Sarah Ethel Hawkins was born June 8, 1857, in Calhoun County, Ala.
Updated: November 21, 2013 6:44AM
Albert Benjamen Brown, 94, can trace his family’s lineage back to slavery.
“My grandmother was born a slave,” he told me without a hint of shame as he handed me a thick, spiral bound notebook of his family’s history.
His grandfather, Junius Vandiver Draper, was born in 1853 in Oxford, Alabama. His grandmother, Sarah Ethel Hawkins, was born there in 1857. The couple married in 1876.
When Brown’s mother died in 1931, in Muskogee, Okla., she left him and three siblings orphans. His father, Luther Brown, was shot and killed by moonshiners in 1927 while he worked for the government. The family went to live with various relatives.
Brown lived with “Mother Draper,” as his grandmother was known, for about a year. She eventually brought him to Chicago to attend DuSable High School.
“My grandmother tried to keep us together during the depression,” said Brown of Hyde Park.
Although his grandmother never talked about slavery, Brown realized it took strong will and courage to survive.
“That is a story,” the decorated World War II Vet said. “She endured all that and still tried to keep her family together.”
With the release of “12 Years A Slave,” this disgraceful chapter in America’s history has once again become a hot topic. The movie depicts the true story of Solomon Northup, a free black man who was kidnapped from New York State and sold into slavery in 1841.
Steve McQueen, the British director, said his wife discovered the autobiography while researching slave narratives.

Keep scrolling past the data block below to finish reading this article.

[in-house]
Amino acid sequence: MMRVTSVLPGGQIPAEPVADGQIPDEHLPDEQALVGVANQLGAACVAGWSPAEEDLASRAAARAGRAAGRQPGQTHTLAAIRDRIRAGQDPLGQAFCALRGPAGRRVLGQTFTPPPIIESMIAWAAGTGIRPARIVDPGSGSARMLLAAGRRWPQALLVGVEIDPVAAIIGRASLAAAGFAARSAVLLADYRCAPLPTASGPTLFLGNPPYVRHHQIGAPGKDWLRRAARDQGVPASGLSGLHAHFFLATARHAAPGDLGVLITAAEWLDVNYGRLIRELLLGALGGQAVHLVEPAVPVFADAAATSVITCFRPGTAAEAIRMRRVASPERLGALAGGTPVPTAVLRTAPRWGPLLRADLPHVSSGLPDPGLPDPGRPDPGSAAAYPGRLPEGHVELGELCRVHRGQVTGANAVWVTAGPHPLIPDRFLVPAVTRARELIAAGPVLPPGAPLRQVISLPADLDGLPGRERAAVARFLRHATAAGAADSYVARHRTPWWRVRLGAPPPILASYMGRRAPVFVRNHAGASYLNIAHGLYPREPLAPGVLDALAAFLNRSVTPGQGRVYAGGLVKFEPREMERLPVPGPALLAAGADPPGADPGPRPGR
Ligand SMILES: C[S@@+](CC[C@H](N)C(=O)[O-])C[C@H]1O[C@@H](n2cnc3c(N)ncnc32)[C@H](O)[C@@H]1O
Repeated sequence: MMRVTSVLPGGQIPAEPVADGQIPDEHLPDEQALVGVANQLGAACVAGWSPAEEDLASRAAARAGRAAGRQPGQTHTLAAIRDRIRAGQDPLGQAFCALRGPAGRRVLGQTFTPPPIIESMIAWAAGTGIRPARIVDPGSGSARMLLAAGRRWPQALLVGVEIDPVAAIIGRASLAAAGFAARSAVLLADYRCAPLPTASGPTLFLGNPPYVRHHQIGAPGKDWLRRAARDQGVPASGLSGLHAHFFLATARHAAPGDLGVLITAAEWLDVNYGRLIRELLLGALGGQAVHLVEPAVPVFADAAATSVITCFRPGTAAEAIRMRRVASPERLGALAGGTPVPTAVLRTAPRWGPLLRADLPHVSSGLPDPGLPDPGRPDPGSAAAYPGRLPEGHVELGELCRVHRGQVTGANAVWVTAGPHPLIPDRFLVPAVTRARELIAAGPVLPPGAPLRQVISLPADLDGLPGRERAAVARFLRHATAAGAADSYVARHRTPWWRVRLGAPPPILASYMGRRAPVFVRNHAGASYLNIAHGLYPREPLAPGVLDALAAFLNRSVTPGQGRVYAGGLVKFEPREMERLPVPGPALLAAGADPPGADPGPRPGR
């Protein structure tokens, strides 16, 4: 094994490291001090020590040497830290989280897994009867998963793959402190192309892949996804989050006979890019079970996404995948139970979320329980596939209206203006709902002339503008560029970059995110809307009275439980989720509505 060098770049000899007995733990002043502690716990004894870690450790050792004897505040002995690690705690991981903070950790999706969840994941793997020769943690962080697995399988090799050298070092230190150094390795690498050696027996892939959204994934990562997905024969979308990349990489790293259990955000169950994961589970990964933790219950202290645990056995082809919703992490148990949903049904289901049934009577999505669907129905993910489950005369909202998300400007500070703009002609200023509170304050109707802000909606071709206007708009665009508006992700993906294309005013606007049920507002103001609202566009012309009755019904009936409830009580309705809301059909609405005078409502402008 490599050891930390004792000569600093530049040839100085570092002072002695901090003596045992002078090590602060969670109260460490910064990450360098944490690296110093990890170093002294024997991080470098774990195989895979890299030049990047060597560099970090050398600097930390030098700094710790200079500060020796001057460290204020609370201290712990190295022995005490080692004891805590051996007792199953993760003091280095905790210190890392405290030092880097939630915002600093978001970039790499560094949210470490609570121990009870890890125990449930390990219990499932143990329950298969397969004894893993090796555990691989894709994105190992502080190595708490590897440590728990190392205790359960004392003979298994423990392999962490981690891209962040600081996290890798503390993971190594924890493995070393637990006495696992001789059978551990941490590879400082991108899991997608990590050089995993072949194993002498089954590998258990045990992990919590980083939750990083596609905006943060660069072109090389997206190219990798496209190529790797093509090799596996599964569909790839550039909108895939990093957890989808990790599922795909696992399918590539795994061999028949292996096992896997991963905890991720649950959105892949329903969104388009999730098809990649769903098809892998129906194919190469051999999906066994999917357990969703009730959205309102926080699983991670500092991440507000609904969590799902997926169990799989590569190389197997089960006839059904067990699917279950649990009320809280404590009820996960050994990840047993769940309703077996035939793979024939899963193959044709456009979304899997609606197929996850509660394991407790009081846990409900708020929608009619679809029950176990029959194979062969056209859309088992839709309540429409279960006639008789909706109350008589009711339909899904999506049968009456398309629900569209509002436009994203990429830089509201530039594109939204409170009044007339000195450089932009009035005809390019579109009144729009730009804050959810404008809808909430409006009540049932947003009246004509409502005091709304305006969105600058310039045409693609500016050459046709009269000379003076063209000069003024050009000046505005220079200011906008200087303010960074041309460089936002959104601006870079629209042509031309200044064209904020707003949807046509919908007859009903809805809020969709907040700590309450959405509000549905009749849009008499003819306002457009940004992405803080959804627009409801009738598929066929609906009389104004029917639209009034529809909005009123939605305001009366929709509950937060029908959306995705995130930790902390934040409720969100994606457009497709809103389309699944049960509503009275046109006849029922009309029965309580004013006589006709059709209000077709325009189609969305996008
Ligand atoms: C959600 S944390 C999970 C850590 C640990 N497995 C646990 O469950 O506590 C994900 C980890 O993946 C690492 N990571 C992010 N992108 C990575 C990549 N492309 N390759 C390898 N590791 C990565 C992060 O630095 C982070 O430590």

“I wasn’t upset that I didn’t know the book, but because no one else knew the book — so I thought, I am going to make this my passion to make it into a film,” McQueen said in recent interviews.
Yarvelle Draper-King, Brown’s second cousin and the primary researcher of their family’s ancestry, understands how slave narratives can get lost.
Although she had elderly relatives, they didn’t know details about Mother Draper’s slave past. Getting to the backstory took tedious research.
“People back then did not want to talk about their history as a slave,” she said.
“They wanted to be viewed with dignity and to them, the slave history had not been something they could be proud of ,” she pointed out.
But time has brought about a change.
If we believe part of the problem with today’s African-American youth is they have no connection to the civil rights movement, then certainly not understanding the strength it took to survive the brutal institution of slavery must be a bigger problem.
We won’t have seniors like Brown around much longer. It’s time to listen.
“In our family we have several people who lived into their ‘90s. So people in my generation knew them and could get the information from them and that really helped,” Draper-King said.
Your family’s history could turn out to be a surprising source of pride.